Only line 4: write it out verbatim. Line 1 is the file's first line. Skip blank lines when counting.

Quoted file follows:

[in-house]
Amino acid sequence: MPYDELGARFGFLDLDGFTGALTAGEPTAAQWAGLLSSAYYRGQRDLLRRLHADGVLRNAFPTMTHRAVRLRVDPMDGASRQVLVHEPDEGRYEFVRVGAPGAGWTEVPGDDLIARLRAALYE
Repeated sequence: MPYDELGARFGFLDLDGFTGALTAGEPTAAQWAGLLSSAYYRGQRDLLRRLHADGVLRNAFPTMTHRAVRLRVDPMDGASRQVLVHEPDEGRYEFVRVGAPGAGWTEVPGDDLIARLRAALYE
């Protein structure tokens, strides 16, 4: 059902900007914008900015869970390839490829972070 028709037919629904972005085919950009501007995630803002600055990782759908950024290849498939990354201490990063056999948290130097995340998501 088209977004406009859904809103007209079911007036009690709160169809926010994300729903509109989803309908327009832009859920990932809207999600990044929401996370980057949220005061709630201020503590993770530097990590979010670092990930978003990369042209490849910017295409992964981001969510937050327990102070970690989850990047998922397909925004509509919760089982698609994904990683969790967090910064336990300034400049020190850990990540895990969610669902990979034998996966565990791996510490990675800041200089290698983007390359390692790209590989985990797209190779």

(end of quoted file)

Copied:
């Protein structure tokens, strides 16, 4: 059902900007914008900015869970390839490829972070 028709037919629904972005085919950009501007995630803002600055990782759908950024290849498939990354201490990063056999948290130097995340998501 088209977004406009859904809103007209079911007036009690709160169809926010994300729903509109989803309908327009832009859920990932809207999600990044929401996370980057949220005061709630201020503590993770530097990590979010670092990930978003990369042209490849910017295409992964981001969510937050327990102070970690989850990047998922397909925004509509919760089982698609994904990683969790967090910064336990300034400049020190850990990540895990969610669902990979034998996966565990791996510490990675800041200089290698983007390359390692790209590989985990797209190779």